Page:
Disney Sports Soccer Review

Even though Disney Sports Soccer doesn't exactly conform to the traditional soccer-game formula, it is a passable choice for those who just want a simple interpretation of the sport.

Disney Sports Soccer plays so fast and loose with the official rules of the game that you sometimes don't feel like you're playing soccer at all. Each team consists of four field players and a goalie, which is considerably less than the 11 players you'd see on the field during a real MLS or FIFA match. At the same time, positions are fairly meaningless. Players spend half the time defending one-on-one against a corresponding member of the opposing team, and the rest of the time running up and down the field with little rhyme or reason. As a result, passing isn't nearly as important in Disney Sports Soccer as it is in a real soccer match. There are a few foul calls and penalty kicks that give the game a little bit of traditional soccer atmosphere, but generally this game was designed for people who don't know the rules of soccer very well or who just want to concentrate on launching the ball at the goal.

The game looks good...
The game looks good...

As the title suggests, the teams in Disney Sports Soccer are captained by familiar Disney characters. Mickey, Minnie, Donald, Daisy, Goofy, and Pete all have their own teams that are filled out with players who look just like their corresponding captain. Pete's team, for example, is full of huge, lumbering players who don't run so much as walk up and down the field. One good thing about Pete's team, however, is that his players are so tall that opponents' high kicks tend to bounce right off them instead of going over their heads. Another interesting feature of Disney Sports Soccer are the magic items you can collect. Each one gives you a different special ability that you can activate when your magic meter is filled. These vary from extra speed and turbo kicks to wild tornadoes and the ability to teleport.

While the game doesn't make much of an effort to faithfully emulate soccer on the whole, it also doesn't really need to. The game is fairly playable just the same. The controls are simple, and it doesn't take long to learn how to perform lob passes and headers just as well as ground passes and straight kicks. Switching between players is also relatively easy. When you're playing defense, you can trip or tackle your opponents, but the referee tends to call a foul for the tackle maneuver, so you have to use it carefully. Even though the ref won't eject your players, he will award a free kick or throw-in to the opposing team. Generally, the CPU is a pushover on lower difficulty settings, but on higher settings it will try to trip you or break out a display of flashy head passes in order to disorient you. Nevertheless, there isn't much strategy to the game. You usually won't encounter the defense until you're setting up for a shot on goal, when the game turns into an all-out melee of trips and tackles. Younger players will enjoy this aggressive interpretation of soccer, but older players may be bored stiff by a lack of midfield steals or pass attempts. In this respect, the ability to enable realistic soccer rules, or at least a more aggressive passing game, would have been a nice option.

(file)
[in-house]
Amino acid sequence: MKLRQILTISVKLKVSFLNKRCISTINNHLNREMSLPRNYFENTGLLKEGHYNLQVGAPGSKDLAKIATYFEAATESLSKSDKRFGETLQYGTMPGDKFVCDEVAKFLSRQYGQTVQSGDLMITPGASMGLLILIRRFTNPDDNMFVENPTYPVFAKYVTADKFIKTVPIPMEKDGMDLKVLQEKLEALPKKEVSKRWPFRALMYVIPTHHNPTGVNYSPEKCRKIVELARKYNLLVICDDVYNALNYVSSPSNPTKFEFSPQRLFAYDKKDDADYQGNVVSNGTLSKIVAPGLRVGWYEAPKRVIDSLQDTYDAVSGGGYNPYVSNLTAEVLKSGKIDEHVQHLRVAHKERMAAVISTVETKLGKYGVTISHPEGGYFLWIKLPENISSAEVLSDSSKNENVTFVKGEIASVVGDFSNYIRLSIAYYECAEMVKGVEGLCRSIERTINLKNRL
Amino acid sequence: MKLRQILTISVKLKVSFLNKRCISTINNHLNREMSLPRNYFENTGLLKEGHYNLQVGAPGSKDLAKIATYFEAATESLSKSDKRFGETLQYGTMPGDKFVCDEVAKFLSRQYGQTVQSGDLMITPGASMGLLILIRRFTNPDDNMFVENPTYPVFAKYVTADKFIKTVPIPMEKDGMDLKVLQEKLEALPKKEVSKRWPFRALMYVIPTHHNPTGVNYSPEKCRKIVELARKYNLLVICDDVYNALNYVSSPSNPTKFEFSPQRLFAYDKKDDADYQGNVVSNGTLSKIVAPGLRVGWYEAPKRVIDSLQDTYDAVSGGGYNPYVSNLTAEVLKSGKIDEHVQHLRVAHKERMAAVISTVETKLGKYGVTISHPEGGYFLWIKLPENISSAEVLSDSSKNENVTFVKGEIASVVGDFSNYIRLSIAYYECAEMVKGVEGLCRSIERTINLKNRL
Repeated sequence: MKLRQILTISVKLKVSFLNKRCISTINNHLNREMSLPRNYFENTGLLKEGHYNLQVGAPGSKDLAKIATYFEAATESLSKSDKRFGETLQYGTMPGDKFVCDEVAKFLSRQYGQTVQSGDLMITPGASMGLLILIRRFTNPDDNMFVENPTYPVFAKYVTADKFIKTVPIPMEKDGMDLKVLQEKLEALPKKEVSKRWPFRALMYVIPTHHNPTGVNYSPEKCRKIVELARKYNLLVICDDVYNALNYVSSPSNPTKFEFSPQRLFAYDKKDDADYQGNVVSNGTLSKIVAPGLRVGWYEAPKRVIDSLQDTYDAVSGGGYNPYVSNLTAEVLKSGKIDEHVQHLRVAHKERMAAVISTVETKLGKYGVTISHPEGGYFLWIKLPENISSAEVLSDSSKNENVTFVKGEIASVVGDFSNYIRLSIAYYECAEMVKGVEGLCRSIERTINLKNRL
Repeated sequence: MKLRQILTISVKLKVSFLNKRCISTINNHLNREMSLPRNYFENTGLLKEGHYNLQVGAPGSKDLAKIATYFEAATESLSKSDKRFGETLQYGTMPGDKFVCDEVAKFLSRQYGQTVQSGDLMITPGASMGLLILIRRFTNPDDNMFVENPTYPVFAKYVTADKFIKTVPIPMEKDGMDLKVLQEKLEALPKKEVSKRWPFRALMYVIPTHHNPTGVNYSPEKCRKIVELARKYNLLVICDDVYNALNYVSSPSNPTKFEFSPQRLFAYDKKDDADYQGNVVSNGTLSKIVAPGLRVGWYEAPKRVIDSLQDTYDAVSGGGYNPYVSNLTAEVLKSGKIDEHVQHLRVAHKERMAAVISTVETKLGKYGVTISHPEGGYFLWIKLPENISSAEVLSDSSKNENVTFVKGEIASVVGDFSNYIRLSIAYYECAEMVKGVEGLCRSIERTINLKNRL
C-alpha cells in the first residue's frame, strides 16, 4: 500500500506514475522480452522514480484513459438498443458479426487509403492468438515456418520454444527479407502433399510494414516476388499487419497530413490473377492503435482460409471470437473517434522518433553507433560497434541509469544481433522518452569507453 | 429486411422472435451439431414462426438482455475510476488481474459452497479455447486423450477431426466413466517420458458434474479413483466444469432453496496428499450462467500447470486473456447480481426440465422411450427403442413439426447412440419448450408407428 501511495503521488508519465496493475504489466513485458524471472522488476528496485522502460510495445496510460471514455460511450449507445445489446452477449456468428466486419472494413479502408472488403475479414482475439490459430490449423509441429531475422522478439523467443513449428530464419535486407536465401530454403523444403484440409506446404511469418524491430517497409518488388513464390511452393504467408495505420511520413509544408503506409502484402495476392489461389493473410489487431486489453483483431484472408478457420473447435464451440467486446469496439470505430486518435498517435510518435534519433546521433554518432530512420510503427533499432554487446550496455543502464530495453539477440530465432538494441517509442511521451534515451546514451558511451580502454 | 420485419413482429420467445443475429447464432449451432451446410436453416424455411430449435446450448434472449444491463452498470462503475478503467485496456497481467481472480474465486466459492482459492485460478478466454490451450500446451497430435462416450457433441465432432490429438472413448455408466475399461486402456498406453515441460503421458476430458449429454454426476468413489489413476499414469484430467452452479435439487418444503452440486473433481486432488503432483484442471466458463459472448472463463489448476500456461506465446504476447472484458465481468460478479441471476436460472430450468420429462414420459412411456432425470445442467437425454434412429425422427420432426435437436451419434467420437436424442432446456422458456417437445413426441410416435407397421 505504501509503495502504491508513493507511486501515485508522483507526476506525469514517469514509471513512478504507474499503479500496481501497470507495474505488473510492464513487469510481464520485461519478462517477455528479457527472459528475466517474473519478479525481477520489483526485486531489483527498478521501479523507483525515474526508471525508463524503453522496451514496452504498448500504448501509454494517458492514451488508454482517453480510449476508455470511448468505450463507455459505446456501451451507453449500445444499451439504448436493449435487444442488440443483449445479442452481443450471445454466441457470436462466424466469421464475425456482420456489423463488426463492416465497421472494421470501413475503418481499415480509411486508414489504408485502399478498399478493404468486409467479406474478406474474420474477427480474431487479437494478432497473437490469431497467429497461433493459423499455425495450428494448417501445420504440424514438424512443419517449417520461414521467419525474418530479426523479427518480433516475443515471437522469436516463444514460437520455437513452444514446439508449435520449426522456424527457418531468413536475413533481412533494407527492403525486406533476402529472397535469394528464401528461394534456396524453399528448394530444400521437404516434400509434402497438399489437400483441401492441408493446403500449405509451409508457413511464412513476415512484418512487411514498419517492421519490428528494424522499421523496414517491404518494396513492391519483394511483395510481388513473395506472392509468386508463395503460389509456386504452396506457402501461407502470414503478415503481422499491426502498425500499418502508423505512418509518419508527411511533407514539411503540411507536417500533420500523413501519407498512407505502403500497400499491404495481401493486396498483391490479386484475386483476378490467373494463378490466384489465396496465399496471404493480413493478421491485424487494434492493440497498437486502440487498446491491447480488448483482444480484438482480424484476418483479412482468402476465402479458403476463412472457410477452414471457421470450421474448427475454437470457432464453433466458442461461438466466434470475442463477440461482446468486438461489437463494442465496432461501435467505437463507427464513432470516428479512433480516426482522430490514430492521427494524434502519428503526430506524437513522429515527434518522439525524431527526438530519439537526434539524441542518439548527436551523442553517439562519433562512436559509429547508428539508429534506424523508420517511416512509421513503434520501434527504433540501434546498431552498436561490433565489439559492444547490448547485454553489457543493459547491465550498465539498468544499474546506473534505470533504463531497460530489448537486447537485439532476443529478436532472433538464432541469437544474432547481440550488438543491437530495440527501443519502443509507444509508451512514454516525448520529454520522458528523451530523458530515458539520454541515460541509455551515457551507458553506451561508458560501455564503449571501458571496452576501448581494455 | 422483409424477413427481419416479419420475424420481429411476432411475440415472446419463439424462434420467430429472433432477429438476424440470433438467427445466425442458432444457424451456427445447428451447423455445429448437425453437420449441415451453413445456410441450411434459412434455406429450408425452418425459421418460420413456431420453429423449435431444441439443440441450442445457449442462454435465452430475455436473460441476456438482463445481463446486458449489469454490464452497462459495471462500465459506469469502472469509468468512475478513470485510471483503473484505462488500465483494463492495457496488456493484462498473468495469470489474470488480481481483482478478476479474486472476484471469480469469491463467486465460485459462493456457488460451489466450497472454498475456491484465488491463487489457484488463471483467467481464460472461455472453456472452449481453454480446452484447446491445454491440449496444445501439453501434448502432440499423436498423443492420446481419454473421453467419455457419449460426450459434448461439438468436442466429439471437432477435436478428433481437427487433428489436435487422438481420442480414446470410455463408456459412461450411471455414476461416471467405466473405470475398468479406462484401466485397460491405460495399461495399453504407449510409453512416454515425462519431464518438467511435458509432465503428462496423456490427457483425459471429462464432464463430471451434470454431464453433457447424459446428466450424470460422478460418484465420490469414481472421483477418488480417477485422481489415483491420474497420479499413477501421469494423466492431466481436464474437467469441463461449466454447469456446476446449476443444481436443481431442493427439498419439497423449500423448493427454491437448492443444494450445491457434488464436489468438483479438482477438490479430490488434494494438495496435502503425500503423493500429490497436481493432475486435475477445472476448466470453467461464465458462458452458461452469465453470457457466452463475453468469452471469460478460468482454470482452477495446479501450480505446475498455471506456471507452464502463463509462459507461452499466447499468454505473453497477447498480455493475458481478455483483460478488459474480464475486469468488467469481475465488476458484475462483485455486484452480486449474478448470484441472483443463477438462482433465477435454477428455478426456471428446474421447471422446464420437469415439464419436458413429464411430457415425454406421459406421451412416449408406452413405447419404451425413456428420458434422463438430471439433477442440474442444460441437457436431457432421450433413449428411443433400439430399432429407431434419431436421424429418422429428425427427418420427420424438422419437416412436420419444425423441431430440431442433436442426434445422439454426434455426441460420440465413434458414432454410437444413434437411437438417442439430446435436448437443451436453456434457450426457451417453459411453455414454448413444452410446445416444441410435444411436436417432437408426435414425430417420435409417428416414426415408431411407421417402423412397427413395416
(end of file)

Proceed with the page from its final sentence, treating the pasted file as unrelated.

Visually, the game looks as good as any other sports game on the Game Boy Advance. It uses the system's scaling and rotation abilities to present a three-dimensional field with players who move closer or farther away from the camera, depending on their actions on the field. The characters themselves move stiffly, but they're pretty large and drawn with enough detail that you can recognize your favorite Disney characters. One nice touch is the instant replay system that kicks in after every foul or goal, allowing you to rewind, fast-forward, and pause the previous play. The audio that accompanies all the action isn't as solid, but the music is happy and the sound effects are diverse enough that you never get the impression that the game is quiet.

...though it's way too focused on shots on goal.
...though it's way too focused on shots on goal.

Disney Sports Soccer also isn't too shabby when it comes to the number of included gameplay modes and secrets. There are exhibition and training modes, as well as two different tournament types in which you can earn magic items that you can equip your team members with in future matches. Using the standard link cable or the GBA-GC link cable, you can also trade these items to someone else with the game or with the GameCube version of Disney Sports Soccer. Besides the traditional options, there are also six soccer-themed minigames to play, as well as a spectator mode in which you can watch two CPU teams compete against one another. All the gameplay modes, except for the spectator mode, support up to four players with the use of a GBA link cable.

Even though Disney Sports Soccer doesn't exactly conform to the traditional soccer-game formula, it is a passable choice for those who just want a simple interpretation of the sport. It may be a little too simplistic for some, but it's just right for younger players and those who find the Disney cartoon characters entertaining.

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Disney Sports: Soccer More Info

  • First Released Nov 11, 2002
    • Game Boy Advance
    • GameCube
    Even though Disney Sports Soccer doesn't exactly conform to the traditional soccer-game formula, it is a passable choice for those who just want a simple interpretation of the sport.
    Average Rating71 Rating(s)
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    Developed by:
    Konami, KCEO
    Published by:
    Sports, Team-Based, Arcade, Soccer
    Content is generally suitable for all ages. May contain minimal cartoon, fantasy or mild violence and/or infrequent use of mild language.
    No Descriptors